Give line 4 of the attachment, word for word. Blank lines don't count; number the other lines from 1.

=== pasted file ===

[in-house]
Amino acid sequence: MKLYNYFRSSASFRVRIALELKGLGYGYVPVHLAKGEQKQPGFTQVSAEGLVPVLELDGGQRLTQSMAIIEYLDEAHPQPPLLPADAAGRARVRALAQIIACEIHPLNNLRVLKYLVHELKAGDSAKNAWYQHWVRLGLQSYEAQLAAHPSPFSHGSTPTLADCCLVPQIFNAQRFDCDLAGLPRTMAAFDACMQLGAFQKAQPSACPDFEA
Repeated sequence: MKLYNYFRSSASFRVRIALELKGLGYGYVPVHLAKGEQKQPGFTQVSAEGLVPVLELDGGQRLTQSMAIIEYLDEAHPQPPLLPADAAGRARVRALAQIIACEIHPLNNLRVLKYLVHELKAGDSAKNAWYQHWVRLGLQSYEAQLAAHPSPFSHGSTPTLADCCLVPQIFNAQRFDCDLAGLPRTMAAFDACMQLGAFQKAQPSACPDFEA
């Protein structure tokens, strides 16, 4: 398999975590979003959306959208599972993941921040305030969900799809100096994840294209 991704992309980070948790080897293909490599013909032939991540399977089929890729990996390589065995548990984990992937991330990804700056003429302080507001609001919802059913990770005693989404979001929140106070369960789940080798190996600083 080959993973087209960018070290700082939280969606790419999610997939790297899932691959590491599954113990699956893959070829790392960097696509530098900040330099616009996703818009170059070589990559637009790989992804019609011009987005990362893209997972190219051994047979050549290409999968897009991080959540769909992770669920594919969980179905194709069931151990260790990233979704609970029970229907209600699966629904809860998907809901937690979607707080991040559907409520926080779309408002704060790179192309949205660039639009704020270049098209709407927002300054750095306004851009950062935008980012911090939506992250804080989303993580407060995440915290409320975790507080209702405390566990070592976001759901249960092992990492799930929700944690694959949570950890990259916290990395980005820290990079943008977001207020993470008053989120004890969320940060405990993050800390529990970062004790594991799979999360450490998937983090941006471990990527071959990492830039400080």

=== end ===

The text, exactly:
């Protein structure tokens, strides 16, 4: 398999975590979003959306959208599972993941921040305030969900799809100096994840294209 991704992309980070948790080897293909490599013909032939991540399977089929890729990996390589065995548990984990992937991330990804700056003429302080507001609001919802059913990770005693989404979001929140106070369960789940080798190996600083 080959993973087209960018070290700082939280969606790419999610997939790297899932691959590491599954113990699956893959070829790392960097696509530098900040330099616009996703818009170059070589990559637009790989992804019609011009987005990362893209997972190219051994047979050549290409999968897009991080959540769909992770669920594919969980179905194709069931151990260790990233979704609970029970229907209600699966629904809860998907809901937690979607707080991040559907409520926080779309408002704060790179192309949205660039639009704020270049098209709407927002300054750095306004851009950062935008980012911090939506992250804080989303993580407060995440915290409320975790507080209702405390566990070592976001759901249960092992990492799930929700944690694959949570950890990259916290990395980005820290990079943008977001207020993470008053989120004890969320940060405990993050800390529990970062004790594991799979999360450490998937983090941006471990990527071959990492830039400080």